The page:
Just in time for the holidays, a shape that you probably never heard of. Maybe that’s just as well. If you want something that’s kind of awesome & easy to make, you are in the wrong place (go here instead). This shape is awesome and endearing, but takes more finessing than is comfortable for the average bear. I do not recommend making these with children. Or adults. Proceed at your own risk.
I was introduced to this shape by Vincent Pantaloni, who has a knack for distraction. Near the bottom of this post I will link some of our sphericon-related twitter threads.
What’s most endearing about this shape is that it wobbles as it rolls. You have to give it a flick right near one of its edges and it will roll like a drunken sphere. Its net (the flattened out version of the shape) reminds me of a duckbill platypus. I bet they wobble too.
If you have a template you can probably figure out how to make one of these without any help from me. Here are the templates, in black and white, in color, and in two different sizes. I’m pretty sure these will work with A3 and A4. (Let me know if I’m wrong about this!)
Large Sphericon B&W 11 x 17 A3
Large Sphericon Color 11 x 17 A3
After you fail a few times you can watch my video to see me struggle through making one. I do have a few good tips to offer.
I recommend printing these on heavier papers than standard copy papers. They don’t do their rolly-wobble really well when made from lighter papers. Really, who would want a non-rolly sphericon? I use 67lb cover paper.
Once you cut out the shape, score the curves and the straight lines within the net.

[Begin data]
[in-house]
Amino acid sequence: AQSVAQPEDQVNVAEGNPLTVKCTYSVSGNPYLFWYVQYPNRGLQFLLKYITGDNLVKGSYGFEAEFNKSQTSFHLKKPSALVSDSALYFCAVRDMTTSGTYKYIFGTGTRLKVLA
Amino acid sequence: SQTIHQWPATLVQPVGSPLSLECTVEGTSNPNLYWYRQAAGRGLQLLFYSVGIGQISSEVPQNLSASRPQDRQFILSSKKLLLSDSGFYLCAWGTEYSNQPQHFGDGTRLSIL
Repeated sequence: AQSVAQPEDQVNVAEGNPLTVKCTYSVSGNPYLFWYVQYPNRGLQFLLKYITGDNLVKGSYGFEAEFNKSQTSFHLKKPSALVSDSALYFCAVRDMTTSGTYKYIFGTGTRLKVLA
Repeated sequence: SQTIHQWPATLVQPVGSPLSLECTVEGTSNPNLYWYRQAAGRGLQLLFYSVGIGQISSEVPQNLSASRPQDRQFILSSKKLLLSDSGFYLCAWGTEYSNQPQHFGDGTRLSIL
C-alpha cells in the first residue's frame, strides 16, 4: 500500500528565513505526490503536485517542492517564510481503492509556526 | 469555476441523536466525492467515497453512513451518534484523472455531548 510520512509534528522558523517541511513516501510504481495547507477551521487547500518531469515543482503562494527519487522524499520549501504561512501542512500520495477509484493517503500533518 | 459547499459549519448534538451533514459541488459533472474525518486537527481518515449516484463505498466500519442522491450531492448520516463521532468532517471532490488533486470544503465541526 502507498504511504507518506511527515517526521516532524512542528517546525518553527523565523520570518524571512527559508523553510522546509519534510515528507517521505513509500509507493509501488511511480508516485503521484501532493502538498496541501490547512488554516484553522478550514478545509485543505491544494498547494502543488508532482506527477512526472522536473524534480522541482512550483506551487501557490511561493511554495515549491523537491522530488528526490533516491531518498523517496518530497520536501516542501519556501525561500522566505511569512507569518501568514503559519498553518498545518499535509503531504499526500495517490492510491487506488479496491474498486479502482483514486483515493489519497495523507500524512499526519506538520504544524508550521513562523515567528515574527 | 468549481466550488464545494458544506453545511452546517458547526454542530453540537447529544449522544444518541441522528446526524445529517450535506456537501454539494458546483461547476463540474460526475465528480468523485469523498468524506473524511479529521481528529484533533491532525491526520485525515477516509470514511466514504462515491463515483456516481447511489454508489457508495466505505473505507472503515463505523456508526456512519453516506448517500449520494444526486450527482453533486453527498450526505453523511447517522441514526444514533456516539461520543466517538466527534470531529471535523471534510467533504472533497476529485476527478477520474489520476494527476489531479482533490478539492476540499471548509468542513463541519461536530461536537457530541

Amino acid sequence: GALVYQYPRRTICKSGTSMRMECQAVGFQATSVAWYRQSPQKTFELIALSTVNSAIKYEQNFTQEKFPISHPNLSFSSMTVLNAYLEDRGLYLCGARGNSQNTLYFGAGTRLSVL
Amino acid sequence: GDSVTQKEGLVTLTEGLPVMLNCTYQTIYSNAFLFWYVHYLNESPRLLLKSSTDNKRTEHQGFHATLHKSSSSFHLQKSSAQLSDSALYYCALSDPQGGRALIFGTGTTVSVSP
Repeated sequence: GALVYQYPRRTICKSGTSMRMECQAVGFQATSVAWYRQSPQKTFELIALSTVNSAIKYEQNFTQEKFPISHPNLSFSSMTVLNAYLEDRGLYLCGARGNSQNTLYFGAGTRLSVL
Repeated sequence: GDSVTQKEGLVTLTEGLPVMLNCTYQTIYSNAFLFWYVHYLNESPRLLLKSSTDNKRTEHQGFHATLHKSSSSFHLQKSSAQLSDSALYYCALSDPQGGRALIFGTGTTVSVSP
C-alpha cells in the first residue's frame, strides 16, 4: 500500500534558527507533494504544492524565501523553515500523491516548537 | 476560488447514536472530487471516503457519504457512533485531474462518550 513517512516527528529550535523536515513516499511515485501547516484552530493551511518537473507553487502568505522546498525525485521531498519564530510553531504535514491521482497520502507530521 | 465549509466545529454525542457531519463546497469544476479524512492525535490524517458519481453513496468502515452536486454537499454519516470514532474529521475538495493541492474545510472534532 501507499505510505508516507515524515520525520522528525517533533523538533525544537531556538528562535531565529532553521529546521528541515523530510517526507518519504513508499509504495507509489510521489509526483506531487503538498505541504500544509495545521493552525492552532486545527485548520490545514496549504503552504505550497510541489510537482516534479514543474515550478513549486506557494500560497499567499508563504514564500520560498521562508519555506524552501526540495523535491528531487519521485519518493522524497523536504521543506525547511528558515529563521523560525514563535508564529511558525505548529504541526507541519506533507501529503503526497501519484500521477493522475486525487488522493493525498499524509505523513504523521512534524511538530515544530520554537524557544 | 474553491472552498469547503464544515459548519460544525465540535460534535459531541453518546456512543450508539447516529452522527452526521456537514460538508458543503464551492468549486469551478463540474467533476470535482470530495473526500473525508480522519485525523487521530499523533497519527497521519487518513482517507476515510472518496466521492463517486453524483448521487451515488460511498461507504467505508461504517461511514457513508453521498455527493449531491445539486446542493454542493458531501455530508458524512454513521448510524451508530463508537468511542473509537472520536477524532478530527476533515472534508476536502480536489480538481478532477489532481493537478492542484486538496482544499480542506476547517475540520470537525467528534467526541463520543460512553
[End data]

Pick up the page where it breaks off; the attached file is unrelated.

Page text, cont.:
To get everything to stick together I recommend using some kind of double-sided adhesive.
I’ve tried regular tape and white glue and glue sticks: I do not recommend using regular tape because it messes up the rolling edge. I do not recommend using white glue or glue sticks because I have to hold everything together while the glue dries and this takes too long.
I had some big glue dots around. I like the way they worked, especially as I could stretch them over a larger area that one would expect. When I ran out of glue dots I discovered adhesive LINES. Very cool.
See the the adhesive line stretching in the photo above?
I put the adhesive on all the glue surfaces before I actually try to adhere anything to anything else.
I find that it’s best to stick the long tab to the one straight edge before doing anything else. You will likely disagree with me and try to glue one set of the teeth first, then the other set, then do the tab. Then you will realize that this was a mistake. Oh well. Told you so.
I think these look so adorable at this stage that I had to post both of these photos. Now you just have to somehow get those teethy things to stick to the inside edge of that arc (which, according to Vincent, is about about 127.3 degrees of a circle. About)
Getting these to stick together perfectly is just not possible. But good enough is actually good enough. You have to do a 3D print for perfection.
Here’s a video of me struggling through making this. It’s worthwhile to watch but there are some reaaaalllllly boring stretches. The whitish on the bottom of the video never goes away. Sorry.
Here are are some interesting twitter threads to look at. Click on them then scroll up.